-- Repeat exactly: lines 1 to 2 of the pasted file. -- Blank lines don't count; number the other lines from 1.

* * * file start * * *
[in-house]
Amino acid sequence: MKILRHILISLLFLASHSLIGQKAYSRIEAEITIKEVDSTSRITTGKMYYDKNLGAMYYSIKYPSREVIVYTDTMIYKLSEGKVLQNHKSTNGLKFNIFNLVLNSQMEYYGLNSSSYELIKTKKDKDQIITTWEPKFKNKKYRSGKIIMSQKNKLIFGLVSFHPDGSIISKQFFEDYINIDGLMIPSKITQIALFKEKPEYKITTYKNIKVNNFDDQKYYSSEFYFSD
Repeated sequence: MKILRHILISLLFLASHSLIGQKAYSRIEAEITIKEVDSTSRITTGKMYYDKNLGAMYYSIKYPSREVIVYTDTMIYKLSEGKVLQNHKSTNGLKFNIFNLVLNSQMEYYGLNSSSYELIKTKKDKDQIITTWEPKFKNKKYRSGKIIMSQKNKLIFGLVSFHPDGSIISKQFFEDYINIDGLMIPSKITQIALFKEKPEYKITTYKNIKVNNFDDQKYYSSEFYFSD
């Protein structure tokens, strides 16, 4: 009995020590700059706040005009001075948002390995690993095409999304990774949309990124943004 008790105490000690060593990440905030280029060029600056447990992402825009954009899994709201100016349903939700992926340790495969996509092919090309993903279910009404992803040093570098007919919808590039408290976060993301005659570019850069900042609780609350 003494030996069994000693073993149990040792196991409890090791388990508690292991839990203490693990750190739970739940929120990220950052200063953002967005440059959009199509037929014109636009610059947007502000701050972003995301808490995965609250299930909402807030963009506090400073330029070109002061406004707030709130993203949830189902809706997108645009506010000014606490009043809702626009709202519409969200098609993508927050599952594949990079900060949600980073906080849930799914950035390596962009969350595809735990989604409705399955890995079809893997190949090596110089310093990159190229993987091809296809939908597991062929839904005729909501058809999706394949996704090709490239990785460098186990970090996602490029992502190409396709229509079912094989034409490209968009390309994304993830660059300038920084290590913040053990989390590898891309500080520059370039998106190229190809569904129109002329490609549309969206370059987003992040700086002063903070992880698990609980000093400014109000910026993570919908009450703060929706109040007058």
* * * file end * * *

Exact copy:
[in-house]
Amino acid sequence: MKILRHILISLLFLASHSLIGQKAYSRIEAEITIKEVDSTSRITTGKMYYDKNLGAMYYSIKYPSREVIVYTDTMIYKLSEGKVLQNHKSTNGLKFNIFNLVLNSQMEYYGLNSSSYELIKTKKDKDQIITTWEPKFKNKKYRSGKIIMSQKNKLIFGLVSFHPDGSIISKQFFEDYINIDGLMIPSKITQIALFKEKPEYKITTYKNIKVNNFDDQKYYSSEFYFSD